• We will know we are successful when we develop strategies to address beliefs and assumptions that hinder the implementation of the Instructional Design of the CMSP
now what
Now What?
  • How do we address teacher’s beliefs and assumptions about the Instructional Design and their primary textbook?
    • Do you think the texts that teachers are using impact how they apply the Instructional Design?
    • Identify 3 strategies you will use when working with teachers to address resistance to the instructional design.
looking at the wrong knowledge
Looking at the wrong knowledge
  • The most powerful teacher knowledge is not explicit:
    • That’s why telling teachers what to do doesn’t work.
    • What we know is more than we can say.
    • And that is why most professional development has been relatively ineffective.
  • Improving practice involves changing habits, not adding knowledge:
    • That’s why it’s hard:
      • And the hardest bit is not getting new ideas into people’s heads.
      • It’s getting the old ones out.
    • That’s why it takes time.
  • But it doesn’t happen naturally:
    • If it did, the most experienced teachers would be the most productive, and that’s not true (Hanushek & Rivkin, 2006).
transfer to classroom practice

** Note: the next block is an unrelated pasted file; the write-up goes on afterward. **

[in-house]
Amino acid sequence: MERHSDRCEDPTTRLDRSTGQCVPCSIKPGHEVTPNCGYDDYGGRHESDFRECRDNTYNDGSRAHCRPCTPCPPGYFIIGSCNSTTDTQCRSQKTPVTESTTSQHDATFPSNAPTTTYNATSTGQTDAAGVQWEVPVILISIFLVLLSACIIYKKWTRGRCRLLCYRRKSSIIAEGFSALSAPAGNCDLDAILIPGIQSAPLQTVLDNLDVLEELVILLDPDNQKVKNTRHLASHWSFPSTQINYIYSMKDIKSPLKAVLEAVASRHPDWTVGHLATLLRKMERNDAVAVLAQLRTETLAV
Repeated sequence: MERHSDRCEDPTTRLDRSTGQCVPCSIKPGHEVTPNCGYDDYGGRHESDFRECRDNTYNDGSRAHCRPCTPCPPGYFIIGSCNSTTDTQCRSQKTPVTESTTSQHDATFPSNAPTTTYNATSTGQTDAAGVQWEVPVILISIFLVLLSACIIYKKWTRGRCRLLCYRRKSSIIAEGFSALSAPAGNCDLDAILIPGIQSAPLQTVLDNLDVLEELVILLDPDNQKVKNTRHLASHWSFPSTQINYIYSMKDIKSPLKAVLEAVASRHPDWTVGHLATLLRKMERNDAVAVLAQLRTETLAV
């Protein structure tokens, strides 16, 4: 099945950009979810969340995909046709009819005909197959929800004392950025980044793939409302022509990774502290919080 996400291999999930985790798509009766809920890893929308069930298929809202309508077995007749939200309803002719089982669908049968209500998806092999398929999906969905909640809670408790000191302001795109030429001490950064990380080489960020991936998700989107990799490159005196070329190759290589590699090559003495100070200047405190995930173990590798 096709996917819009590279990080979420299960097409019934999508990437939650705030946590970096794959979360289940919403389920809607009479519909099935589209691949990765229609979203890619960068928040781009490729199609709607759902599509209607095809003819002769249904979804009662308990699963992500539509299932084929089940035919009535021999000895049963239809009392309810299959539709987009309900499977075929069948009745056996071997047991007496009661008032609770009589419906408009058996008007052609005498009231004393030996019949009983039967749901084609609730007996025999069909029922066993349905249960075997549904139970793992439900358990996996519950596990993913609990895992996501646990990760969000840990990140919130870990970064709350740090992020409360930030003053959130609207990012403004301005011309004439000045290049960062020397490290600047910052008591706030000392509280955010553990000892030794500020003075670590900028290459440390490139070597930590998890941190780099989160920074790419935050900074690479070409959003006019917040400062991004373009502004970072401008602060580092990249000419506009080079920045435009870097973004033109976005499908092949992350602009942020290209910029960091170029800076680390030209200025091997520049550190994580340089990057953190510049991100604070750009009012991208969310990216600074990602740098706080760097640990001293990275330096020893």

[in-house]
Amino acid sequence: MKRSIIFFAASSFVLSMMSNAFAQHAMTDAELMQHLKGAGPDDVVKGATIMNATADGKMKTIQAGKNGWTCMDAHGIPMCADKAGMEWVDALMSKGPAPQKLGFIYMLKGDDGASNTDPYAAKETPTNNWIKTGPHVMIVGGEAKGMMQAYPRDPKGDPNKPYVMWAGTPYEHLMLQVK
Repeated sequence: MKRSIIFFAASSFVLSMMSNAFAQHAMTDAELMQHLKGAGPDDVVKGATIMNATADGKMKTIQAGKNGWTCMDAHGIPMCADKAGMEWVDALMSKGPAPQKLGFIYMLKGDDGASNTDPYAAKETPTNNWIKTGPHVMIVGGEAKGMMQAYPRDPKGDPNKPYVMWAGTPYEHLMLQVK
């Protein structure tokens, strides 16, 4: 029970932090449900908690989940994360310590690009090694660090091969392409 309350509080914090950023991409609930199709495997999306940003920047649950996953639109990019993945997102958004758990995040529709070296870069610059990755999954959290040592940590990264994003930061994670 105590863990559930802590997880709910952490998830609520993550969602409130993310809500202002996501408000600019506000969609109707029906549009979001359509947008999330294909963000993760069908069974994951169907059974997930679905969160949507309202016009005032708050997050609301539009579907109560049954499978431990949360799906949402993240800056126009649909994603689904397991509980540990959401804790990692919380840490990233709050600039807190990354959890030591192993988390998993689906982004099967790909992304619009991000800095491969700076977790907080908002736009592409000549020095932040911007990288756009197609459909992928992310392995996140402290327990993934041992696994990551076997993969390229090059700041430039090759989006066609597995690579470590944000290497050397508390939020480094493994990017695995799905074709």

Transfer to Classroom Practice

Percent of Participants

Attaining Transfer

Theory/Information Only 5%

Demonstration 10%

Practice 20%

Peer Coaching 90%

Joyce & Showers, 2001

reflection
Reflection
  • Identify 3 strategies you will use when working with teachers to address resistance to the instructional design.
learning intention success criteria2
Learning IntentionSuccess Criteria
  • Learning Intention
    • We are learning to develop an understanding of how beliefs and assumptions impact our work with schools, teams and individuals
  • Success Criteria
    • We will know we are successful when we develop strategies to address beliefs and assumptions that hinder the implementation of the Instructional Design of the CMSP
change
Change
  • You can’t change the world – you can only change yourself.
    • Although we can only change ourselves, making a change creates a ripple effect, like throwing a stone into a pond. When we change our behavior, the effects of that change may reach farther than we anticipate. We don’t always see the big picture and realize the impact we have on others. By working for change within ourselves, we often affect others in a way we couldn‘t do otherwise.